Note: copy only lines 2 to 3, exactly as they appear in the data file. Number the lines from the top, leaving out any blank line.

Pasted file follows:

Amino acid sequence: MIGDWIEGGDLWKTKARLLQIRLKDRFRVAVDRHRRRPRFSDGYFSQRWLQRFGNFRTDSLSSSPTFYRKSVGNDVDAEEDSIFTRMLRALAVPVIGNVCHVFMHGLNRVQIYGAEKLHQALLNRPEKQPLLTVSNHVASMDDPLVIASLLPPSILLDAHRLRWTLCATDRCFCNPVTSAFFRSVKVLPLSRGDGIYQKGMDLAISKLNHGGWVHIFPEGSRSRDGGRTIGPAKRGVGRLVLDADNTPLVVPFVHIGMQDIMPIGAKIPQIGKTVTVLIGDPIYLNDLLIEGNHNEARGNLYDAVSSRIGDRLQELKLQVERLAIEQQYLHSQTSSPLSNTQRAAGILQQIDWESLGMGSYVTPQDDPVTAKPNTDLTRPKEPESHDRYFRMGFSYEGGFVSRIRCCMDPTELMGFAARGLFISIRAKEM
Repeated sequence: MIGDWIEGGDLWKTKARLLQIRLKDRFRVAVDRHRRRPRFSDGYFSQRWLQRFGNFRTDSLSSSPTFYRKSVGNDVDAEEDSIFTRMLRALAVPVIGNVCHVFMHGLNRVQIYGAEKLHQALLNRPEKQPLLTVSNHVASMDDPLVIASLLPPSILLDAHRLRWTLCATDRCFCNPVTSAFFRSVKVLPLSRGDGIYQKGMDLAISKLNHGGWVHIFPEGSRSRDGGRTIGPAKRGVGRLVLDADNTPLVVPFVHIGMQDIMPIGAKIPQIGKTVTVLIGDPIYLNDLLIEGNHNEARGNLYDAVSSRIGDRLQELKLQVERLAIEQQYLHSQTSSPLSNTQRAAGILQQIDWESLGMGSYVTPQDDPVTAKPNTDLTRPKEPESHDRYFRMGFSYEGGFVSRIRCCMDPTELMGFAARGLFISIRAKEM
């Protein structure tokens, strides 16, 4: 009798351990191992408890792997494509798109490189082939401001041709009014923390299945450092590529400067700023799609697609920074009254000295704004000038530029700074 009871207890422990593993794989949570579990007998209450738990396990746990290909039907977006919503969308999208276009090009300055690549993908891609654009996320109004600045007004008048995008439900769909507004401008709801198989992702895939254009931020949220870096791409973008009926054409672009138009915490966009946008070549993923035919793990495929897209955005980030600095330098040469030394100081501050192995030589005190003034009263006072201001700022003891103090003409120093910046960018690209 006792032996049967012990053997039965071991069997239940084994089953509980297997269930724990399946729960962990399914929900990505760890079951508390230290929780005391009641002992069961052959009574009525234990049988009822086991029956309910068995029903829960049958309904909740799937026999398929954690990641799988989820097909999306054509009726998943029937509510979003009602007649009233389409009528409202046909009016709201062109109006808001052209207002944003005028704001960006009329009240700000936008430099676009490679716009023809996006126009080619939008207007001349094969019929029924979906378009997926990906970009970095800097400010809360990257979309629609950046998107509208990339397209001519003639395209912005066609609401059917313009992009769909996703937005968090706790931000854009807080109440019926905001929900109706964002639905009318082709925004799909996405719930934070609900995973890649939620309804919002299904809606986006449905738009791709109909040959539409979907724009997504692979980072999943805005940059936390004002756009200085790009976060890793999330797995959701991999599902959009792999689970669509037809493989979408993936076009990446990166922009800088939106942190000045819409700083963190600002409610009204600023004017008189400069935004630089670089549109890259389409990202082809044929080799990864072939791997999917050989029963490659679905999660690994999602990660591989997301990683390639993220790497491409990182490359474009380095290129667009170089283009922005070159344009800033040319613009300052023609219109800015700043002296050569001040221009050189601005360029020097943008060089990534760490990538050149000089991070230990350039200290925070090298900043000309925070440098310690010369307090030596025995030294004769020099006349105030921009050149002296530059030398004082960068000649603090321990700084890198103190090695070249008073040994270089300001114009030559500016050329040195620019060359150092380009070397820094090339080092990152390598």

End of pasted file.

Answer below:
Repeated sequence: MIGDWIEGGDLWKTKARLLQIRLKDRFRVAVDRHRRRPRFSDGYFSQRWLQRFGNFRTDSLSSSPTFYRKSVGNDVDAEEDSIFTRMLRALAVPVIGNVCHVFMHGLNRVQIYGAEKLHQALLNRPEKQPLLTVSNHVASMDDPLVIASLLPPSILLDAHRLRWTLCATDRCFCNPVTSAFFRSVKVLPLSRGDGIYQKGMDLAISKLNHGGWVHIFPEGSRSRDGGRTIGPAKRGVGRLVLDADNTPLVVPFVHIGMQDIMPIGAKIPQIGKTVTVLIGDPIYLNDLLIEGNHNEARGNLYDAVSSRIGDRLQELKLQVERLAIEQQYLHSQTSSPLSNTQRAAGILQQIDWESLGMGSYVTPQDDPVTAKPNTDLTRPKEPESHDRYFRMGFSYEGGFVSRIRCCMDPTELMGFAARGLFISIRAKEM
């Protein structure tokens, strides 16, 4: 009798351990191992408890792997494509798109490189082939401001041709009014923390299945450092590529400067700023799609697609920074009254000295704004000038530029700074 009871207890422990593993794989949570579990007998209450738990396990746990290909039907977006919503969308999208276009090009300055690549993908891609654009996320109004600045007004008048995008439900769909507004401008709801198989992702895939254009931020949220870096791409973008009926054409672009138009915490966009946008070549993923035919793990495929897209955005980030600095330098040469030394100081501050192995030589005190003034009263006072201001700022003891103090003409120093910046960018690209 006792032996049967012990053997039965071991069997239940084994089953509980297997269930724990399946729960962990399914929900990505760890079951508390230290929780005391009641002992069961052959009574009525234990049988009822086991029956309910068995029903829960049958309904909740799937026999398929954690990641799988989820097909999306054509009726998943029937509510979003009602007649009233389409009528409202046909009016709201062109109006808001052209207002944003005028704001960006009329009240700000936008430099676009490679716009023809996006126009080619939008207007001349094969019929029924979906378009997926990906970009970095800097400010809360990257979309629609950046998107509208990339397209001519003639395209912005066609609401059917313009992009769909996703937005968090706790931000854009807080109440019926905001929900109706964002639905009318082709925004799909996405719930934070609900995973890649939620309804919002299904809606986006449905738009791709109909040959539409979907724009997504692979980072999943805005940059936390004002756009200085790009976060890793999330797995959701991999599902959009792999689970669509037809493989979408993936076009990446990166922009800088939106942190000045819409700083963190600002409610009204600023004017008189400069935004630089670089549109890259389409990202082809044929080799990864072939791997999917050989029963490659679905999660690994999602990660591989997301990683390639993220790497491409990182490359474009380095290129667009170089283009922005070159344009800033040319613009300052023609219109800015700043002296050569001040221009050189601005360029020097943008060089990534760490990538050149000089991070230990350039200290925070090298900043000309925070440098310690010369307090030596025995030294004769020099006349105030921009050149002296530059030398004082960068000649603090321990700084890198103190090695070249008073040994270089300001114009030559500016050329040195620019060359150092380009070397820094090339080092990152390598």